Reframing

As a therapist, my graduate degree required me to receive my own individual psychotherapy.  This was during the same time period that my son Matt was born. This is when my childhood and the reality that I never knew my own father came crashing down on me - this time as a grown man.  I use to question, “What kind of dad will I be” in hopes that I would be good enough, and above all to be a kind man to my son.   

 

So at age 29, I began my own therapy, this time as a somewhat resistant client.  It was obvious to my therapist that the past pain was still there, being triggered by my new role as a father.  After a few challenging sessions, my therapist said something to me that I shall never forget. I was telling him how I had low self-esteem and felt I was the weakest kid in grade school.  He said, “I don’t think you were the weakest kid at all - I think you were the strongest kid at that school. Just think about it - you were the kid carrying the heaviest load; you were the kid carrying the most sadness; you were the kid carrying around the most pain”.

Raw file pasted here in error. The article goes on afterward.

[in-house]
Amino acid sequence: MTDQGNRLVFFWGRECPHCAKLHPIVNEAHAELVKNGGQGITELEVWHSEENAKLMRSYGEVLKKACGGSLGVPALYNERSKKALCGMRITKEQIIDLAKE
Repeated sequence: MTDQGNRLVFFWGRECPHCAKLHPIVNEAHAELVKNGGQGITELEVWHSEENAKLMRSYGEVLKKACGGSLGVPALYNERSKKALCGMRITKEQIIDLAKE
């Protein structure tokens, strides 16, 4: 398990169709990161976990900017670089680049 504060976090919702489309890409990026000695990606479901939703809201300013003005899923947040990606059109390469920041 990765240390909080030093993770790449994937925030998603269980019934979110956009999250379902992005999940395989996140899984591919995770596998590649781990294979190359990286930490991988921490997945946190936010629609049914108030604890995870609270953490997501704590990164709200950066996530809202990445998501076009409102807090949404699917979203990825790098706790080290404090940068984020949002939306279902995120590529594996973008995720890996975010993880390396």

This insightful reframe was a huge psychological breakthrough for me.  In one single moment I felt better about a lifetime of sadness and loss I had been dragging around in a negative context.  The idea of reframing past interpretations and events was totally new for me. I never would have connected it to see it as a source of strength without the help of my therapist leading the charge.  It was an amazing experience. This reframe also helped me recognize that the low self-esteem was part of a false inaccurate interpretation. I was able to begin the process of releasing my “less than” negative self perception, which had tormented me most of my life.